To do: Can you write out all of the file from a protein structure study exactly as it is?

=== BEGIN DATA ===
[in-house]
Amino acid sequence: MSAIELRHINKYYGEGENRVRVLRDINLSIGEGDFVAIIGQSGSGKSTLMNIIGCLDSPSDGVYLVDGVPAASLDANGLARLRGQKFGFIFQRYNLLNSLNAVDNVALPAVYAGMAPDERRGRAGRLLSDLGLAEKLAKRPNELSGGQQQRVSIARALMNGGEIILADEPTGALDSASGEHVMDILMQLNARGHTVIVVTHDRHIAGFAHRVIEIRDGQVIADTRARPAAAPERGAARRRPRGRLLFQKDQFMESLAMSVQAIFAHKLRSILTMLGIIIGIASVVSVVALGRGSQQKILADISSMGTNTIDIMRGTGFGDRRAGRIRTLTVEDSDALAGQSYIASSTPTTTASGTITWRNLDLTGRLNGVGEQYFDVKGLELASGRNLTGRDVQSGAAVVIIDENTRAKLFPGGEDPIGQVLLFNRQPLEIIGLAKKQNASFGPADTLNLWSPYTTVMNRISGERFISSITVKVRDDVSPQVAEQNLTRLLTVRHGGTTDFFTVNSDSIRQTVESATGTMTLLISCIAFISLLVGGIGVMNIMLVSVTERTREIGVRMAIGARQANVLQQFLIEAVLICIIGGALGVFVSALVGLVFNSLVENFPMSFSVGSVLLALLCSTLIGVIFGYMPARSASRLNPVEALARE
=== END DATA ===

[in-house]
Amino acid sequence: MSAIELRHINKYYGEGENRVRVLRDINLSIGEGDFVAIIGQSGSGKSTLMNIIGCLDSPSDGVYLVDGVPAASLDANGLARLRGQKFGFIFQRYNLLNSLNAVDNVALPAVYAGMAPDERRGRAGRLLSDLGLAEKLAKRPNELSGGQQQRVSIARALMNGGEIILADEPTGALDSASGEHVMDILMQLNARGHTVIVVTHDRHIAGFAHRVIEIRDGQVIADTRARPAAAPERGAARRRPRGRLLFQKDQFMESLAMSVQAIFAHKLRSILTMLGIIIGIASVVSVVALGRGSQQKILADISSMGTNTIDIMRGTGFGDRRAGRIRTLTVEDSDALAGQSYIASSTPTTTASGTITWRNLDLTGRLNGVGEQYFDVKGLELASGRNLTGRDVQSGAAVVIIDENTRAKLFPGGEDPIGQVLLFNRQPLEIIGLAKKQNASFGPADTLNLWSPYTTVMNRISGERFISSITVKVRDDVSPQVAEQNLTRLLTVRHGGTTDFFTVNSDSIRQTVESATGTMTLLISCIAFISLLVGGIGVMNIMLVSVTERTREIGVRMAIGARQANVLQQFLIEAVLICIIGGALGVFVSALVGLVFNSLVENFPMSFSVGSVLLALLCSTLIGVIFGYMPARSASRLNPVEALARE